The White Tiger

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Vikram Halwai Character Analysis

Balram’s father is a poor, illiterate rickshaw driver who dies of tuberculosis early in the novel. During his life, he fights to the best of his ability to fulfill his wife’s wish that Balram be given an opportunity to finish his education and move up in the world. Balram traces his struggle for upward mobility to a wish his father once expressed: that although he himself spent his life being treated “like a donkey,” he wants one of his sons to be able to live like a man.

Vikram Halwai Quotes in The White Tiger

The The White Tiger quotes below are all either spoken by Vikram Halwai or refer to Vikram Halwai. For each quote, you can also see the other characters and themes related to it (each theme is indicated by its own dot and icon, like this one:
The Self-Made Man Theme Icon
). Note: all page and citation info for the quotes below refers to the Free Press edition of The White Tiger published in 2008.
Chapter 4: The Fourth Night Quotes

“We were like two separate cities—inside and outside the dark egg. I knew I was in the right city. But my father, if he were alive, would be sitting on that pavement... So I was in some way out of the car too, even while I was driving it.”

Related Characters: Balram Halwai (speaker), Vikram Halwai
Page Number: 116
Explanation and Analysis:

Balram describes the experiences of driving Ashkok around Delhi and observing those outside of the car. He notes that he has more power than those on the street but also that his actual social position is hardly any better.

To explain how separate his existence is from those on the street, Balram uses the image of two cities. This metaphor implies that there are two overlapping cities in the same physical space—thus pointing to how varied of an experience two populations can have in it. The “dark egg” of the car divides the two, presenting Ashok and Balram’s city as womb-like and protected, while that of the street represents a far harsher reality. This image emphasizes, then, the scale of the social divide in Delhi, in particular as it pertains to who has access to transportation.

At the same time, the comment is deeply personal: Balram notes that his place is not fully in the car and that he metaphorically straddles the two cities. In particular, the reference to his father shows the continued effect that family heritage has on his psyche: Though he has previously renounced his family, Balram evidently believes that their place outside the dark egg causes him to be “in some way out of the car too.” Balram is thus tasked tasked with navigating these two simultaneous cities—a burden that will also serve as an entrepreneurial opportunity.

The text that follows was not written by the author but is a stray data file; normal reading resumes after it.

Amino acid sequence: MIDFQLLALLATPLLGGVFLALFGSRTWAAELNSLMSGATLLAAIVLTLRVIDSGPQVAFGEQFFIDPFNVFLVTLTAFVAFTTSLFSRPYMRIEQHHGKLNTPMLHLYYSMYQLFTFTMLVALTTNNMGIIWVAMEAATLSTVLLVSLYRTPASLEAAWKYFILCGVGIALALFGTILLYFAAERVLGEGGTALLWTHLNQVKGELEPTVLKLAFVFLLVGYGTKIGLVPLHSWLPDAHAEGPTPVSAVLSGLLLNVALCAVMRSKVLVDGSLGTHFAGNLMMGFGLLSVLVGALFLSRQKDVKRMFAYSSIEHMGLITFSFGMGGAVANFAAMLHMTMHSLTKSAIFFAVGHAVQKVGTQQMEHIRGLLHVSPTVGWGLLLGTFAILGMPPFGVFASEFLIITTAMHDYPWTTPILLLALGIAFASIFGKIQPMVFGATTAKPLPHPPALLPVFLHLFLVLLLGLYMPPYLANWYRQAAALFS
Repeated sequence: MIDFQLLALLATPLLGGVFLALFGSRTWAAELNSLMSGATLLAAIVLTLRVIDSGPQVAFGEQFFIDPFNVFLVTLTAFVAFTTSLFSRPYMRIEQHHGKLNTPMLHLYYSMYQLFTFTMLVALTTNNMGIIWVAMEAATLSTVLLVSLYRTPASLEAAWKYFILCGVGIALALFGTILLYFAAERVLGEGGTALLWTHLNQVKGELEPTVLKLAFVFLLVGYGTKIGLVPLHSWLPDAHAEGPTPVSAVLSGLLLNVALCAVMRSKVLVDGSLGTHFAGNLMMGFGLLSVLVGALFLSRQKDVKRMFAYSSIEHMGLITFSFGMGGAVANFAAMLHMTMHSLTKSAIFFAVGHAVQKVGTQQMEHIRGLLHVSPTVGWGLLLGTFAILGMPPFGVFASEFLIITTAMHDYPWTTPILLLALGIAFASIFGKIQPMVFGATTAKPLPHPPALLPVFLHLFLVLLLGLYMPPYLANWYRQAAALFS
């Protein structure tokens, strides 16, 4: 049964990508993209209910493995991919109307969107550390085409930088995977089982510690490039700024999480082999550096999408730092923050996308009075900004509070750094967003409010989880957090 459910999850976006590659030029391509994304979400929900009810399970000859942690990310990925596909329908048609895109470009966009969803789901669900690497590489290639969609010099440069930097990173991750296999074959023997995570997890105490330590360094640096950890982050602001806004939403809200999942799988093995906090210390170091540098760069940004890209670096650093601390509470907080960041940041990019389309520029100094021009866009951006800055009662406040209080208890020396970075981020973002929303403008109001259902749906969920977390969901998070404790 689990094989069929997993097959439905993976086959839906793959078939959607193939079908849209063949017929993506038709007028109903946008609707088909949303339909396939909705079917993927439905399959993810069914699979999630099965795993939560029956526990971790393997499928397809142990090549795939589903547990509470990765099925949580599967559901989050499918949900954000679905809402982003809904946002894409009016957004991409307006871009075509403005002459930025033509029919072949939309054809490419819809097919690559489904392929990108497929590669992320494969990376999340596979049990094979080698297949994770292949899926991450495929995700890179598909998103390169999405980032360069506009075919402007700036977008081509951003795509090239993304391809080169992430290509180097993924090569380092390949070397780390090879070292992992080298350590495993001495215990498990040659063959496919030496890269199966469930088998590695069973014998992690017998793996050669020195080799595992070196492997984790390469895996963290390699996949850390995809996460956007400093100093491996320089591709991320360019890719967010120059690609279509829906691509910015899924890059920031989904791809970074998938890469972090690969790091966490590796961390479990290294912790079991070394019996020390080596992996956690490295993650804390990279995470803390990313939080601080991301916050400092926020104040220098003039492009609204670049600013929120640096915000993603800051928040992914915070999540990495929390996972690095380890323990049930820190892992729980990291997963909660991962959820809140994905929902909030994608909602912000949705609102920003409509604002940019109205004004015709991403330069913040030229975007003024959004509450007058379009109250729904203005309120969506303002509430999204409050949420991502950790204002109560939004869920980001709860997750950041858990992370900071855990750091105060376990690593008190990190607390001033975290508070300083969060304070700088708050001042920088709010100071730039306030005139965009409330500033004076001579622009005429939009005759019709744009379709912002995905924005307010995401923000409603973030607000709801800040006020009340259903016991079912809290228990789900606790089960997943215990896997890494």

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Chapter 7: The Sixth Night Quotes

“We went from bank to bank, and the weight of the red bag grew. I felt its pressure increase on my lower back—as if I were taking Mr. Ashok and his bag not in a car, but the way my father would take a customer and his bag—in a rickshaw.”

Related Characters: Balram Halwai (speaker), Mr. Ashok, Vikram Halwai
Page Number: 241
Explanation and Analysis:

Ashok prepares for an enormous bribe, so Balram must shuttle him over Delhi withdrawing money.

This passage is a characteristic example of how Balram’s imaginative thinking takes a metaphorical idea and renders it literal. Of course, the physical weight of the bag is not actually sufficient to weigh him down, but Balram feels that it is symbolically doing so. That he feels a “pressure increase” speaks to a double moral burden: one Balram feels for supporting Ashok in the first place and one for the murder he is planning to imminently commit.

And, intriguingly, this burden causes Balram to think back on his father’s parallel experience as a rickshaw driver. The memory links Balram to his familial past, as it is true that just as his father once drove people around, he is doing the same thing now. This is a reminder that he is still just as caught in the Rooster Coop as his father ever was, that he is still just as trapped in that inferior social position, and it therefore serves as a final spur to make him determined to commit the murder that will allow him to escape the Rooster Coop.

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Vikram Halwai Character Timeline in The White Tiger

The timeline below shows where the character Vikram Halwai appears in The White Tiger. The colored dots and icons indicate which themes are associated with that appearance.
Chapter 1: The First Night
The Self-Made Man Theme Icon
Social Breakdown, Self-Interest, and Corruption Theme Icon
Morality and Indian Society Theme Icon
Balram’s father Vikram Halwai scrapes together a living as a rickshaw driver. His one ambition is to see his... (full context)